2112 0

Kristen has been a volunteer with AVFTI for almost 2 and a half years. Currently residing in New York, she is a stellar member of the national volunteer committee. Before Kristen found her place in our organization, she unfortunately experienced something that would change her life forever. She has chosen to speak with us about one assault that she’s experienced and about returning to the place where it happened.

At the time, Kristen moved to Florida for an internship. She got involved with an older man, one that wasn’t considered stable. They were at a friend’s house, partying, when sleeping arrangements came into question. Her close friend and boyfriend began to argue about where Kristen would sleep. She said, “The two of them almost came to blows, in a sort of territorial testosterone match I was oblivious to. Years later he told me he “had a bad feeling” about that night and “knew something was off,” but was trying to respect my autonomy at the same time.”

Her boyfriend won the argument. Later that night, he began to kiss and touch her. She didn’t mind until he began to get on top of her. It was then she felt uncomfortable. “Stop, I don’t want to go further. STOP.” She repeated herself time and time again until he looked at her with an unreadable look.

“I realized what he was doing – deciding if he was going to stop or not. In that instant my life changed. I realized whether or not I was going to be raped depended on the decision this man made, this man who I had invited into my life. It was the first time I ever felt I was in physical danger and it was terrifying.”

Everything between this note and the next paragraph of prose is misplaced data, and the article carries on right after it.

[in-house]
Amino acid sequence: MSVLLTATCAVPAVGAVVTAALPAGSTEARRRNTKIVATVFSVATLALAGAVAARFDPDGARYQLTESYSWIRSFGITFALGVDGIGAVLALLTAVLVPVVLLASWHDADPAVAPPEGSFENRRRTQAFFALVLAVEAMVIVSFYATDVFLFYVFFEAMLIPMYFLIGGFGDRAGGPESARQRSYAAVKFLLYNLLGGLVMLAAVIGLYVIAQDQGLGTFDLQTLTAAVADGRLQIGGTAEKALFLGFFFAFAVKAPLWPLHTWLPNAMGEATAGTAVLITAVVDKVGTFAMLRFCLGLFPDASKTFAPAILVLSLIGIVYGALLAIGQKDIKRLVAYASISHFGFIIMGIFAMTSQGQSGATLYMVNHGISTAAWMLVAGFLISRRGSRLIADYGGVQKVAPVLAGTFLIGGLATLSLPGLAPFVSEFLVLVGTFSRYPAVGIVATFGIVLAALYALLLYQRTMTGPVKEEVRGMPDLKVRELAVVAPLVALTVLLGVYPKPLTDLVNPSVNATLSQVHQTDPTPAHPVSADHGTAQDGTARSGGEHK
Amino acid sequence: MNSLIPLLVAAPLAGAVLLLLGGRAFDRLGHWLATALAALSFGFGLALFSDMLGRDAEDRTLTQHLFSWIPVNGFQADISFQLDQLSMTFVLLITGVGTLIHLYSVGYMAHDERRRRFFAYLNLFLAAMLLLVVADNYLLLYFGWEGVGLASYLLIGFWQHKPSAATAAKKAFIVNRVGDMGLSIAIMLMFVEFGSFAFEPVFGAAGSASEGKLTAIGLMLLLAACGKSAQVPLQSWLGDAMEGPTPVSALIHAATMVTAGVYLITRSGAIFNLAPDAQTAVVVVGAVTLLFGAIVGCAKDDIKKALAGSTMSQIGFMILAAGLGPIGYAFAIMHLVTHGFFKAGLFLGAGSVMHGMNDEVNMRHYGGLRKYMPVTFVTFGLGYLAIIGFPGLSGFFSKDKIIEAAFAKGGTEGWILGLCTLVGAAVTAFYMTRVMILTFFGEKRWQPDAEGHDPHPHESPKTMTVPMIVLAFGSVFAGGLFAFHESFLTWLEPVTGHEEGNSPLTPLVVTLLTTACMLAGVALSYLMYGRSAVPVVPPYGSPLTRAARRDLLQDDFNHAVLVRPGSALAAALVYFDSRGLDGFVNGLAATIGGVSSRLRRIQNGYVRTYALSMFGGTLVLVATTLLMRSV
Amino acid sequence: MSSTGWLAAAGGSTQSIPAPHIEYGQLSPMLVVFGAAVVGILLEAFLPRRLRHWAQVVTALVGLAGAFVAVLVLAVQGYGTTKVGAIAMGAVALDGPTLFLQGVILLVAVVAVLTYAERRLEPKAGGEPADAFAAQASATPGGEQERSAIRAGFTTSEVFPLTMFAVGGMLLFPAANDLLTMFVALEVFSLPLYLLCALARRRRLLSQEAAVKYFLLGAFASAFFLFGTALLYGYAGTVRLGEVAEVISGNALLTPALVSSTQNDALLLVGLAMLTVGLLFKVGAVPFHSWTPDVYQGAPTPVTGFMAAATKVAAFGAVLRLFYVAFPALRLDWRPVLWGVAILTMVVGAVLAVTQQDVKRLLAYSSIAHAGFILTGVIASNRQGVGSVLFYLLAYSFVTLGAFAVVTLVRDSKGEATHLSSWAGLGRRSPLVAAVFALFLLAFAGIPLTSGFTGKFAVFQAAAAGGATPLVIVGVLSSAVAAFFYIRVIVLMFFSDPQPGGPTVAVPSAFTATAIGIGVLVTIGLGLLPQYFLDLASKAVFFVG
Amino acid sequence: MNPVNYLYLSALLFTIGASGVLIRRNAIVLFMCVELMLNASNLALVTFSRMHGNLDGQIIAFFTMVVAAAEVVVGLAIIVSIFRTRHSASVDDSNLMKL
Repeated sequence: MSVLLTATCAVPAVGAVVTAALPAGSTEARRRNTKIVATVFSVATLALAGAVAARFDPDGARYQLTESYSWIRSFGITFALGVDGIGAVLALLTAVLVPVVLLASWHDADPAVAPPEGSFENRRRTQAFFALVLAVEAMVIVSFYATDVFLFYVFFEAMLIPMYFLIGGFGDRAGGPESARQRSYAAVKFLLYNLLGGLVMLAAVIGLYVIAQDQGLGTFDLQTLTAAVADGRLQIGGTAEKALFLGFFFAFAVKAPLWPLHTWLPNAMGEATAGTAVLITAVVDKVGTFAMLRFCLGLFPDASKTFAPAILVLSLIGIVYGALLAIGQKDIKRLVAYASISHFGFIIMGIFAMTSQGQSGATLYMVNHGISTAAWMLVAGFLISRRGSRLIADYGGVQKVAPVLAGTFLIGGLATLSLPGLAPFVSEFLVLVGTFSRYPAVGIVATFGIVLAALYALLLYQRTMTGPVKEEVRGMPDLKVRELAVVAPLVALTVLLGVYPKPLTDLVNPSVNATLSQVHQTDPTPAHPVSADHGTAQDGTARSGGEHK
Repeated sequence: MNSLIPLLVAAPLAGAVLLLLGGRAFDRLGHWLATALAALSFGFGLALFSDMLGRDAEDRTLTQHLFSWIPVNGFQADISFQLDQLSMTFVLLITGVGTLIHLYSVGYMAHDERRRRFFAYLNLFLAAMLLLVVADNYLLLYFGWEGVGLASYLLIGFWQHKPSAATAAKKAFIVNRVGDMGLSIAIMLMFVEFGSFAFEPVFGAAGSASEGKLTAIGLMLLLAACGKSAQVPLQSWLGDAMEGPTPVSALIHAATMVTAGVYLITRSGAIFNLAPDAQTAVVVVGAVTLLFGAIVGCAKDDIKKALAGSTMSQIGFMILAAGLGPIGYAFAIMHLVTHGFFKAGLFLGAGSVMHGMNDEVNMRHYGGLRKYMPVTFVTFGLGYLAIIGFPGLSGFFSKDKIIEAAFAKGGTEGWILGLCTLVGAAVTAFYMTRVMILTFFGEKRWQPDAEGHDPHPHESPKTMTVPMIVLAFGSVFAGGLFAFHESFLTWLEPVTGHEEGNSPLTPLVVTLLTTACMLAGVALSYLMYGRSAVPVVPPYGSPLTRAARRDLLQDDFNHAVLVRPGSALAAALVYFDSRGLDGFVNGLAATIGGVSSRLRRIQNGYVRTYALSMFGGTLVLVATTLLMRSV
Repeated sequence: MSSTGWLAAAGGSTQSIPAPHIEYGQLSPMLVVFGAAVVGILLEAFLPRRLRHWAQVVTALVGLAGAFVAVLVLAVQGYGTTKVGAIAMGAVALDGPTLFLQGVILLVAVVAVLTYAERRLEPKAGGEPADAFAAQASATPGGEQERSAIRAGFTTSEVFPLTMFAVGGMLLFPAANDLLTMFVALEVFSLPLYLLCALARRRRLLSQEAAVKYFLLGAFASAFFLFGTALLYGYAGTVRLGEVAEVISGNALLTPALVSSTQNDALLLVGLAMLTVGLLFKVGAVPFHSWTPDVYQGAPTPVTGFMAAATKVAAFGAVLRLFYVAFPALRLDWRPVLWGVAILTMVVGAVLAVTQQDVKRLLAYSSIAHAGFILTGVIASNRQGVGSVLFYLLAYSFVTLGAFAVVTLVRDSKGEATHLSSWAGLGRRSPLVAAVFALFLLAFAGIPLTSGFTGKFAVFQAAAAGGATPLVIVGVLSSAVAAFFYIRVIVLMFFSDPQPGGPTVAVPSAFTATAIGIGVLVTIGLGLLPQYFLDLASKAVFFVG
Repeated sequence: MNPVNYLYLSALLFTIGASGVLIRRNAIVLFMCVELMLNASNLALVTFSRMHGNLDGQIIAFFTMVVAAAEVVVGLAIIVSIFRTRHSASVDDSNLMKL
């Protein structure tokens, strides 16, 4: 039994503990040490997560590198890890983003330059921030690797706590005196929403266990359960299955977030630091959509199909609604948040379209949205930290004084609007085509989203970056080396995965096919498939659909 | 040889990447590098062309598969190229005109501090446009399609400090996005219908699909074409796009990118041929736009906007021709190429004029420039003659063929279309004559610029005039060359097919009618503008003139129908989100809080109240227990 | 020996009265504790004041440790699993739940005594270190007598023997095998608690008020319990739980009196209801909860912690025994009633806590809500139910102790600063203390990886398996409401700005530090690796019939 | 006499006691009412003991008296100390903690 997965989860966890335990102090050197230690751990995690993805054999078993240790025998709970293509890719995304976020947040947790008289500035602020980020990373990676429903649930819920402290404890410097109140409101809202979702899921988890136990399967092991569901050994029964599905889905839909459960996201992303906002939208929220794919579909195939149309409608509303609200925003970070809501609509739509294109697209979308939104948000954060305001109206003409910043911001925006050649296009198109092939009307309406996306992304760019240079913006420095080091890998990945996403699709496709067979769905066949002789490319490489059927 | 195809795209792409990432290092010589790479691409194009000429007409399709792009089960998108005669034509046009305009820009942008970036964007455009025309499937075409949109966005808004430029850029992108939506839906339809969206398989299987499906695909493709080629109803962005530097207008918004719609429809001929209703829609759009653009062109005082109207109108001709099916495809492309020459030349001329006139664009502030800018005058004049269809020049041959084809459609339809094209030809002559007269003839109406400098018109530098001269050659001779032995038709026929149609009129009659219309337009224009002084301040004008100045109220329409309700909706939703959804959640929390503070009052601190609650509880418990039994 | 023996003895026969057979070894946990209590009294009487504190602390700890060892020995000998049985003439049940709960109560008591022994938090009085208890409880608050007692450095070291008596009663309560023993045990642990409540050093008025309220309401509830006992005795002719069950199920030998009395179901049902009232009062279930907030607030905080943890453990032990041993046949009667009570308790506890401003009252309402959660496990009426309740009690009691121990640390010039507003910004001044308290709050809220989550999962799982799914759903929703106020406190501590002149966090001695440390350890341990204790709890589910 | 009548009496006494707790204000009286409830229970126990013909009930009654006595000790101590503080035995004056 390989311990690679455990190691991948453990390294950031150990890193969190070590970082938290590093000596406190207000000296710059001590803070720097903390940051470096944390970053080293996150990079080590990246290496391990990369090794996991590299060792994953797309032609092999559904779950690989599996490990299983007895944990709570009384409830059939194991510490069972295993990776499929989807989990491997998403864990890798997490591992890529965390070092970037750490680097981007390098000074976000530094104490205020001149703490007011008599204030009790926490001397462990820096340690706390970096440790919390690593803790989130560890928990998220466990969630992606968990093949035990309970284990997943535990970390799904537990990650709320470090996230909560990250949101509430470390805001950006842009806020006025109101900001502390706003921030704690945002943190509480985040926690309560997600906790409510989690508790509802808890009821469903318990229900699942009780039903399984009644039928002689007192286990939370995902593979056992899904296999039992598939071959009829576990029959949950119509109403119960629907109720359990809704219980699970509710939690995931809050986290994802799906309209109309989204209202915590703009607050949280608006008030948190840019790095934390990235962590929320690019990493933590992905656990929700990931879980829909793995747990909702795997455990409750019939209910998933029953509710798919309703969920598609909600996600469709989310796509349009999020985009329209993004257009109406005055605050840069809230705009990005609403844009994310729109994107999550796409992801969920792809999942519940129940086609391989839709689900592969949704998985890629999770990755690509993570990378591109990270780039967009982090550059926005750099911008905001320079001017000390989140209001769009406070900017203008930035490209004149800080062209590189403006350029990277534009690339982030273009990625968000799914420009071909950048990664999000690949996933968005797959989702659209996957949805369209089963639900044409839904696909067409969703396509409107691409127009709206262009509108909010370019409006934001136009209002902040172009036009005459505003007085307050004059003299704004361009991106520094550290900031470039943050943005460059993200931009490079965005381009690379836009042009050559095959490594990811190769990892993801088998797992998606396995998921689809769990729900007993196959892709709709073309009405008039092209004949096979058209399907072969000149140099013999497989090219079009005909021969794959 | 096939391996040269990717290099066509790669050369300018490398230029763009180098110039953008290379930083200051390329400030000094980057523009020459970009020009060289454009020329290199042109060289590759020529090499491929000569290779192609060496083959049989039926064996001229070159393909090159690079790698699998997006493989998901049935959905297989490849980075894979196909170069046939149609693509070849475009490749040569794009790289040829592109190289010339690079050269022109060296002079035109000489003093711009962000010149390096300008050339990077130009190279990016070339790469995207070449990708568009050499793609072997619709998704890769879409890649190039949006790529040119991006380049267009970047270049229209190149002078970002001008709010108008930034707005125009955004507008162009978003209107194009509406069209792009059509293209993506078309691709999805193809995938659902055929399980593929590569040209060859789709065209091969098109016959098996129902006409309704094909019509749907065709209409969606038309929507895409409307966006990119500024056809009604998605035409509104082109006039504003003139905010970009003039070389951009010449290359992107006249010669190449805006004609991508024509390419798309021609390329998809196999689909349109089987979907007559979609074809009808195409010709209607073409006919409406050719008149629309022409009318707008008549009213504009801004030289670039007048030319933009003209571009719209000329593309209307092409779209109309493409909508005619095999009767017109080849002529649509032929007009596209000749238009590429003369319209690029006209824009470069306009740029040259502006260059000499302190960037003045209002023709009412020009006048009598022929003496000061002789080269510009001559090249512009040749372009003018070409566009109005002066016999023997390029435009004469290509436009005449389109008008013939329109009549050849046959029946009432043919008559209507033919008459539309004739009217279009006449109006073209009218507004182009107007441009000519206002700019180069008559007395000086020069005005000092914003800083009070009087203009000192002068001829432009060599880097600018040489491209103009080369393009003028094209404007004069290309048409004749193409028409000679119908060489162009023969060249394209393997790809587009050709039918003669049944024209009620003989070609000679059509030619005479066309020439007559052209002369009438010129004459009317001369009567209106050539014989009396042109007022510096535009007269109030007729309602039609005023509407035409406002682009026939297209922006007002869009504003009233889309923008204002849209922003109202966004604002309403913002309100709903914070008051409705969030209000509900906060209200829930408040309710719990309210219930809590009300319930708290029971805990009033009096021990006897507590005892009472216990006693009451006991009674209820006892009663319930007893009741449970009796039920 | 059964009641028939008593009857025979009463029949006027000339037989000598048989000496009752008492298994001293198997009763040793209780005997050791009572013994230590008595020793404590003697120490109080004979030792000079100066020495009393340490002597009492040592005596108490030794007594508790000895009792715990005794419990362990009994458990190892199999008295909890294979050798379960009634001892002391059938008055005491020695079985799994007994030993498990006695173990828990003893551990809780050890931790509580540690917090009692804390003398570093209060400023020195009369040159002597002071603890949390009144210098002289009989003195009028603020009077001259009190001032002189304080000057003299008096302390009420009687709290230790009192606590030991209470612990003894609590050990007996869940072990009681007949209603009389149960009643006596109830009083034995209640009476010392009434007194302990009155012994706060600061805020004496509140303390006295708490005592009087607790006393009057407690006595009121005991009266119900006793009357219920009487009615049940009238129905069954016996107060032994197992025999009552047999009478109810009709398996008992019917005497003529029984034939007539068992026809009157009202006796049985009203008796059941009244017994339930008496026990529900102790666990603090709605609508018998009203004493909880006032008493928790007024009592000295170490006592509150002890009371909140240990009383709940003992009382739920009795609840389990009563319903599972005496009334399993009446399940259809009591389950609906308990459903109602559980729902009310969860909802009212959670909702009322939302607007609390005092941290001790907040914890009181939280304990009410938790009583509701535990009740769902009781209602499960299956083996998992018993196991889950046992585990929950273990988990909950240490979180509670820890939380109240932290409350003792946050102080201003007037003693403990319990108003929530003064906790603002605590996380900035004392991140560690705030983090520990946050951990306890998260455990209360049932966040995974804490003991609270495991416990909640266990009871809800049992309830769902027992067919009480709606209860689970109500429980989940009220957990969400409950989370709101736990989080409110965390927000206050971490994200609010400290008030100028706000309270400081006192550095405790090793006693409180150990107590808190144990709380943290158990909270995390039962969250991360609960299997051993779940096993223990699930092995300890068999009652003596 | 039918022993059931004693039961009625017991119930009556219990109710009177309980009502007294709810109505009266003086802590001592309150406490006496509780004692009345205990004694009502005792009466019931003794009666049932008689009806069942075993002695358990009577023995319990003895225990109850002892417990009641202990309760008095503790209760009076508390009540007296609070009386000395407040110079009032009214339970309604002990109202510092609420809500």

Finally, he stopped. He was angry, he swore at her and called her names. Kristen cried and cried, realizing that he was naked and prepared for something she was not ready to give. “I should have left,” she said. “I didn’t. I didn’t want to upset him further; I felt guilty.”

She didn’t feel much in the minutes that followed, only numbness. A few days later she experienced a violent panic attack.

Three years later, Kristen returned to the house that caused her so much fear and anger. It was different than she expected. While everyone else hung out outside, she stole a quick moment in the bedroom to see what she felt.

13874940_10157113633725562_832938240_n

“I stood in the bedroom doorway. I stared at the bed where I felt truly in danger for the first time in my life. And for a few minutes, I felt nothing. I was waiting for a panic attack, tears, anything. Neither of these occurred.  Instead I felt, in the most basic sense, sadness. Sadness for the loss of who I was before him – sadness because that night, a version of me died. Afterwards I became more socially aware, but also militantly feminist. I was angry. I no longer trusted people with the good-natured approach I had before. I had had my control taken away from me, and escaped true violation only because the man on top of me had chosen to stop. That changed who I was on a fundamental level.”

Kristen’s lack of emotion caused a moment of realization. “I expected to feel unstable, and instead felt serene. My lack of response was empowering in its own way – it brought my memories of him back to a realistic level. He was no longer this looming monster in my mind. The experience changed me, yes, but it made me stronger. It didn’t define me.”

Now, she’s standing tall on that knowledge. She still struggles with validating her own emotions, despite validating other survivors on a daily basis. “The two biggest reasons I never share my story are 1. I feel I brought it on myself and 2. I was not, in the legal sense of the word, raped. I have heard heartbreaking and occasionally brutal stories of abuse from countless people, and I often feel how much I was affected by my experience isn’t warranted. I am trained to tell survivors that if it is a big deal to them, it is a big deal – full stop. However I struggle to extend the same understanding to myself. I know how backwards this is, but I can’t seem to get past it. So, all I ask is that readers be kind. I hope my responses help somebody out there.”

To be a volunteer like Kristen, go here.

To share your own story, go here.

 

In this article

Join the Conversation